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-   -   Type I diabetics - your insulin/diet strategy (http://www.advrider.com/forums/showthread.php?t=857011)

SiouxsieCat 01-20-2013 11:49 AM

Type I diabetics - your insulin/diet strategy
 
I'm planning a solo 2 week trip through SD, WY, CO this summer. I use Novalog and Lantus, a pretty common combination.
Obviously, I'm not going to be able to keep this stuff cool. I plan to carry all food/water - primarily dehydrated meals.
Type 1's - what is your strategy for long, somewhat-primitive trips? Any special diet or dosage tips?

Thanks very much

acejones 01-20-2013 11:53 AM

Have you discussed strategy with your doctor ?

Cannonshot 01-20-2013 11:56 AM

There are a bunch of threads on this topic already that may give you some of the information you are looking for. ("Search This Forum" "Diabetes")

Take a look at these and see if they help you out.

http://www.advrider.com/forums/showt...light=diabetes

http://www.advrider.com/forums/showt...light=diabetes

http://www.advrider.com/forums/showt...light=diabetes

http://www.advrider.com/forums/showt...light=diabetes

Hope this information proves helpful to you.

SiouxsieCat 01-20-2013 12:53 PM

Quote:

Originally Posted by acejones (Post 20534297)
Have you discussed strategy with your doctor ?

Ya, this would be part of my normal discourse with her.

Quote:

Originally Posted by Cannonshot (Post 20534311)
There are a bunch of threads on this topic already that may give you some of the information you are looking for. ("Search This Forum" "Diabetes")

Take a look at these and see if they help you out.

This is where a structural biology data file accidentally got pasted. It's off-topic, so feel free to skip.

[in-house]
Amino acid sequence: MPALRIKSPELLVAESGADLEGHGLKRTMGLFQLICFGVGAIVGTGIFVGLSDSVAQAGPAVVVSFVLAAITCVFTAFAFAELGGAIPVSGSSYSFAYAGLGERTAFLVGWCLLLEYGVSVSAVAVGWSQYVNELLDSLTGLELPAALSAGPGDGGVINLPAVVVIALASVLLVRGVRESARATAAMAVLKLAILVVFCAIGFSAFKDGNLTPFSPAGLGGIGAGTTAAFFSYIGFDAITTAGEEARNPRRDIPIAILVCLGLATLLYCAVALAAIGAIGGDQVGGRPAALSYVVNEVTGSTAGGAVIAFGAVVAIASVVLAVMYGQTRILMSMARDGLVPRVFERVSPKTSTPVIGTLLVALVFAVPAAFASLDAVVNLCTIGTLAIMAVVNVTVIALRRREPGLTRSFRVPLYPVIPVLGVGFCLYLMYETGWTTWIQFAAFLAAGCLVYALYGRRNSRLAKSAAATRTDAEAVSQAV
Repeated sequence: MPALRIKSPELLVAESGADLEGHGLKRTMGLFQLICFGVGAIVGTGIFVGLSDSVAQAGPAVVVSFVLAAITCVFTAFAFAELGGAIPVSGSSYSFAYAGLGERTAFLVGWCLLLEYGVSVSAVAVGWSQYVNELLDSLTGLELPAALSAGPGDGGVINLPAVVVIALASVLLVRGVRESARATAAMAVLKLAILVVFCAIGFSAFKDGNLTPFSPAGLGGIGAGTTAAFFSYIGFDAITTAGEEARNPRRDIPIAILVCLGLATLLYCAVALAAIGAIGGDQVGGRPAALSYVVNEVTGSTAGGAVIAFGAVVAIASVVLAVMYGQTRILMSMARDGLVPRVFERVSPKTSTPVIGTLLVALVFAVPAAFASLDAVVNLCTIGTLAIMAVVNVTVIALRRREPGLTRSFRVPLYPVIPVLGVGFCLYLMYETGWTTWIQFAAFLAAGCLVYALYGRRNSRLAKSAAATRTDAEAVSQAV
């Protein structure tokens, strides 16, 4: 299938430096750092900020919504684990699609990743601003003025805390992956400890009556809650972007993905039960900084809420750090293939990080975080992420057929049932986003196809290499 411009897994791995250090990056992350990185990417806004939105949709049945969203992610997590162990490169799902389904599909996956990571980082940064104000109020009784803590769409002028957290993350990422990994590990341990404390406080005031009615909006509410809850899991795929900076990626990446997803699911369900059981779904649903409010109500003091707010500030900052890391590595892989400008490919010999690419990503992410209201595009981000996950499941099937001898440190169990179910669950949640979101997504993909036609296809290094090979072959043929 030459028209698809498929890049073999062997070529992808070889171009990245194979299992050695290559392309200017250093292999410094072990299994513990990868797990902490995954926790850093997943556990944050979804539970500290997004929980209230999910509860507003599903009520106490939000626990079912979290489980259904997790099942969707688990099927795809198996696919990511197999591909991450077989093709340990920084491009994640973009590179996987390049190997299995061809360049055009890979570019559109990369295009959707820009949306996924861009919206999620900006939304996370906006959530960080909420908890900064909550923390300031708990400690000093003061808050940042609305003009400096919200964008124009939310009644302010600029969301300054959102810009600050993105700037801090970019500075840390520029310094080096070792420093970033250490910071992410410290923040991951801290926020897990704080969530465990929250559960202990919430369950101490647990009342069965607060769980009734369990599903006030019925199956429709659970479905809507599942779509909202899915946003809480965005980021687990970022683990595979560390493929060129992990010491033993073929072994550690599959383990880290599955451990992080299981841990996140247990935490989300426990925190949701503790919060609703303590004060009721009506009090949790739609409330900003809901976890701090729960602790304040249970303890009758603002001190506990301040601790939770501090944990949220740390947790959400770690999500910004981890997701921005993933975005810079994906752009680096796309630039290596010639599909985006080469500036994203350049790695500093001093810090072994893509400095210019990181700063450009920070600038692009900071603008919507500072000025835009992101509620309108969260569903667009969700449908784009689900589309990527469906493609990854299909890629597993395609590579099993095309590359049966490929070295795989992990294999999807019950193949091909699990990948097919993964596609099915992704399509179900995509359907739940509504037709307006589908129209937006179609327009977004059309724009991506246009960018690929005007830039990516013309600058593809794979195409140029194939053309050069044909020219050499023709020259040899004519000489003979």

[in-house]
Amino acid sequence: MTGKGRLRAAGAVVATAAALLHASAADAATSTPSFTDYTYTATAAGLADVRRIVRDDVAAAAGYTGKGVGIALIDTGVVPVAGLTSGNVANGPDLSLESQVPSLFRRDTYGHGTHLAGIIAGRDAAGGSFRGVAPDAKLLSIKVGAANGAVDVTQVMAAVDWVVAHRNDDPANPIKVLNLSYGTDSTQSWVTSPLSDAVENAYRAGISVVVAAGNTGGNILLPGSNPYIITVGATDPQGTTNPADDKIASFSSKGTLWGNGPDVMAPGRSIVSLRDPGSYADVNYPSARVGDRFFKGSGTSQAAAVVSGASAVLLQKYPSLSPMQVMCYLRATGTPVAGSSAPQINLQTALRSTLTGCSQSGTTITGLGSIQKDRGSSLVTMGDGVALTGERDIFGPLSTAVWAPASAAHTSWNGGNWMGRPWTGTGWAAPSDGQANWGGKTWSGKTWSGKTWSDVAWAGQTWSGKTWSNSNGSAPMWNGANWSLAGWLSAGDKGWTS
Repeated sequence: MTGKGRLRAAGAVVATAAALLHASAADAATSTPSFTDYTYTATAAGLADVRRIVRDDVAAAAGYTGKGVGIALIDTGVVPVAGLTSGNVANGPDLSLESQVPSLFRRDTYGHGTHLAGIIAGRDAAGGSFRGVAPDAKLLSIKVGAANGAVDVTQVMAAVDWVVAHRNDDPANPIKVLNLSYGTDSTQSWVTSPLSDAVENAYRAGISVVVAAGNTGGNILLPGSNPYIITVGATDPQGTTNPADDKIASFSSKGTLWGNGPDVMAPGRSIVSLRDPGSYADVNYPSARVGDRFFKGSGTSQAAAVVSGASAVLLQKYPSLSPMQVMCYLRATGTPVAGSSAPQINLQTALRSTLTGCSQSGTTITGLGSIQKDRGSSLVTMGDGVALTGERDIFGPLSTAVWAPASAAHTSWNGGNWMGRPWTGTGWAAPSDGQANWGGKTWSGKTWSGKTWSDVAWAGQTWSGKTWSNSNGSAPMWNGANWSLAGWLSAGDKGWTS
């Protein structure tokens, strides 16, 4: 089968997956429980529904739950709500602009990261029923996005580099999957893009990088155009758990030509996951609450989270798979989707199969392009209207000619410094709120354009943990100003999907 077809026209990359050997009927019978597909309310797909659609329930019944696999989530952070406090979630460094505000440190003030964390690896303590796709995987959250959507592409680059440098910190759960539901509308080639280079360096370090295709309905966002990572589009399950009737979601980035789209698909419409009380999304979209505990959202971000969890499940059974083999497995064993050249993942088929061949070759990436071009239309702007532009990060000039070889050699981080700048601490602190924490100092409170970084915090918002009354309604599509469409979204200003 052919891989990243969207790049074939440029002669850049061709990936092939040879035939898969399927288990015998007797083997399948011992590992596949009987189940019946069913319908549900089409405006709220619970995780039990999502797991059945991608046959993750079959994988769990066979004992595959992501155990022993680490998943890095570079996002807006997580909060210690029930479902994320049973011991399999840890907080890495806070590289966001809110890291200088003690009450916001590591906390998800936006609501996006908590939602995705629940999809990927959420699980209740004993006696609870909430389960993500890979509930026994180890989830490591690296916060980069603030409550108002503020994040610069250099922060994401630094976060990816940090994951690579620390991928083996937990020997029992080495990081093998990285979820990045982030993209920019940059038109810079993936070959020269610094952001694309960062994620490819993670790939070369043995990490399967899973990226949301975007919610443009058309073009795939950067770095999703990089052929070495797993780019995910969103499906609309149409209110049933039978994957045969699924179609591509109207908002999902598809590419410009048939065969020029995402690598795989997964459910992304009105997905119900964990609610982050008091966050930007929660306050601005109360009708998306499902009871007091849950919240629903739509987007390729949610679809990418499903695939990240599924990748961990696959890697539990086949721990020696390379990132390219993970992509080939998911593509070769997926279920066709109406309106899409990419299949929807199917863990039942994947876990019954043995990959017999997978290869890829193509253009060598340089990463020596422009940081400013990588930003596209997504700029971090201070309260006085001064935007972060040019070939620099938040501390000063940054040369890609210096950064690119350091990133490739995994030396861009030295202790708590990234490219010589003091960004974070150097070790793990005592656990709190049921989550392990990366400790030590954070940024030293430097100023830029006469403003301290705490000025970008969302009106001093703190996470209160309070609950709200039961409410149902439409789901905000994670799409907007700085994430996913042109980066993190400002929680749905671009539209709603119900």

http://www.advrider.com/forums/showt...light=diabetes

http://www.advrider.com/forums/showt...light=diabetes

http://www.advrider.com/forums/showt...light=diabetes

http://www.advrider.com/forums/showt...light=diabetes

Hope this information proves helpful to you.

Perfect. Obviously my search skills need improvement. Thanks!

Yakima 01-22-2013 09:27 PM

I'm a pumper for about six years; type 1 for 46 years. I'm 56.
Check out "frio" or its equivalent for keeping insulin cool.
Insulin pens are helpful. I injected through clothes on many occasions without ill effects.
I did break a pump falling on it. I now wear it around my neck on a lanyard under my jacket.
Check your Bg every hour or 90 minutes, especially for the first two days, to discover your rhythms.
Adjust accordingly.
being alone means maybe running a bit high at bedtime lest you run into lows at night.
It's really no big deal.
Good luck. Be smart. Don't worry.

trippda 01-22-2013 09:57 PM

type 1 journey
 
Type 1 since i was 12 here. I am on the Novolog/Lantus regiment too. First I would spend a few weeks prior to your trip making sure you are really comfortable with your lantus dosage and carb to insulin ratio. Counting carbs should be easy with packaged dehydrated meals. If it is not labeled, I would reasearch carb/mass ratios and weigh out ideal portions so you know.

I use pens, so it is not really necessary to keep that small an amount cold. Highly recommended. :thumb

I second Yakima saying to check as often as possible for your first few legs of the journey to get your rhythm down.

One strategy the Doc told me about when I went to summer camp way back when, that I still use sometimes is to not be afraid to run a little high. Because as you know, last thing in the world you want is to go low while your riding. I find the physical symptoms of hypo really hard to notice while riding. This heightens the risk for dehydration though so beee careful!